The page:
Friday, May 27, 2005

Toilets and Holy Wars

Read this front page article from the NY Times. I cannot be the only one to find this particular quote from a one-star general ridiculous: “I'd like you to know that we have found no credible evidence that a member of the Joint Task Force at Guantánamo Bay ever flushed a Koran down a toilet.” A few points on this mess:

Headlines in papers around the country trumpeted the news that there have been documented occurrences of Koran desecration at Guantanamo Bay. Nevermind that these occurrences were very rare or that half of these cases were unintentional. What’s more is that the detainee who started the entire “Koran in the toilet” uproar claimed in the new interview that he “was not a witness to any Koran abuse.” (emphasis added).

Despite these new reports, there are massive protests scheduled for today throughout Pakistan. (Look for folks upset about a wet book to be burning flags and stabbing Bush mannequins.)

Is this all the fault of Newsweek? To a small degree, yes: no one is denying their sheer and utter incompetence. However, the failure on the part of the Bush Administration is the larger issue here. It has become too easy for extremist clerics and leaders to rally the masses to their side based on flimsy allegations and hearsay. When waving a copy of a third rate U.S. newsmagazine can start murderous riots, we know the message machine is broken badly. The administration needs to find a way to communicate directly with the Muslim world – possibly in Arabic? – as the current method of denying all wrongdoing and pointing the finger at the liberal media is clearly not working with the masses. What is most frustrating is that the overall aims of the administration in the region are wholly positive -- yet we cannot convince these people of it. We are making it way too easy for the Muslim Chiracs and Arab Schroeders (those who gain power and popularity briefly by preaching anti-Americanism) to influence events. An interesting and related post can be found on Democracy Arsenal.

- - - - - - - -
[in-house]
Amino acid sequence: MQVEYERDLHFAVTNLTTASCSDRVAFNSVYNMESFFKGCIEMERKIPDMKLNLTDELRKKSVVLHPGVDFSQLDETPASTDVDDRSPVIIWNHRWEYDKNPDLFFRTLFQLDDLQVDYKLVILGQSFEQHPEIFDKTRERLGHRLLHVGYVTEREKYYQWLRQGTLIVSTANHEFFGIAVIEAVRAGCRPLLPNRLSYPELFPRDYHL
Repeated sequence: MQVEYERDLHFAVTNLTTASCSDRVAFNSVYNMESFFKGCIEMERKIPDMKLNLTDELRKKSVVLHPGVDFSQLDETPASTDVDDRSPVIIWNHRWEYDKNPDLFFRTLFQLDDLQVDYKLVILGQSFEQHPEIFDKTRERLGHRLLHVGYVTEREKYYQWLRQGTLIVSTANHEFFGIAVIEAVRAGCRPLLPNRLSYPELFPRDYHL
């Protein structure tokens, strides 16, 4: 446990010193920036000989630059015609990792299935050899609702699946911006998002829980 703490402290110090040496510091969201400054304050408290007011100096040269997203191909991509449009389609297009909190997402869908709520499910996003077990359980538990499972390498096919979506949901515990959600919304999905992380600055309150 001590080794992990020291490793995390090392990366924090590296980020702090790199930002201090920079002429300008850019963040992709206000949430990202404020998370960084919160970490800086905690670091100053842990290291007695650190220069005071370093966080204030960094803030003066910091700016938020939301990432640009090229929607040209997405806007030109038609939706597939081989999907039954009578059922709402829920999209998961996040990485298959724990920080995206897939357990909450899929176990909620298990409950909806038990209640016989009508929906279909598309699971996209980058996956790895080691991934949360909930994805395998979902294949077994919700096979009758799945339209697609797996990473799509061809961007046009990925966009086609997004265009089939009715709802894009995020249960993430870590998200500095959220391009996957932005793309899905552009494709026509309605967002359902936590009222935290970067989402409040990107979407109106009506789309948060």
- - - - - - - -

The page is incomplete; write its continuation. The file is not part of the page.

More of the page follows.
--Frank

3 Comments:

Anonymous liza said...

its weird, but i think i can actually hear your voices through the computer.

11:42 AM  
Anonymous Anonymous said...

First, I think that you would get some strange looks in Germany and France for calling them "Muslim Chiracs and Arab Schroeders (those who gain power and popularity briefly by preaching anti-Americanism)". Not only do I think that is inappropriate, it is just wrong.

Schroeder did not come to power by preaching anti-Americanism, and a statement such as that only goes to show how influenced you are by the American mainstream media. Schroeder was an incumbent when unemployment in Germany raged. People believed that the Social Democrats would be able to solve the problems of the economy without a drastic cutback in the welfare state (Chirac is much the same story). While Schroeder was no friend of the U.S. and the war, and he used it to his advantage, there was no difference between his position of "No War" and that of CDU/CSU candidate Edmund Stoiber.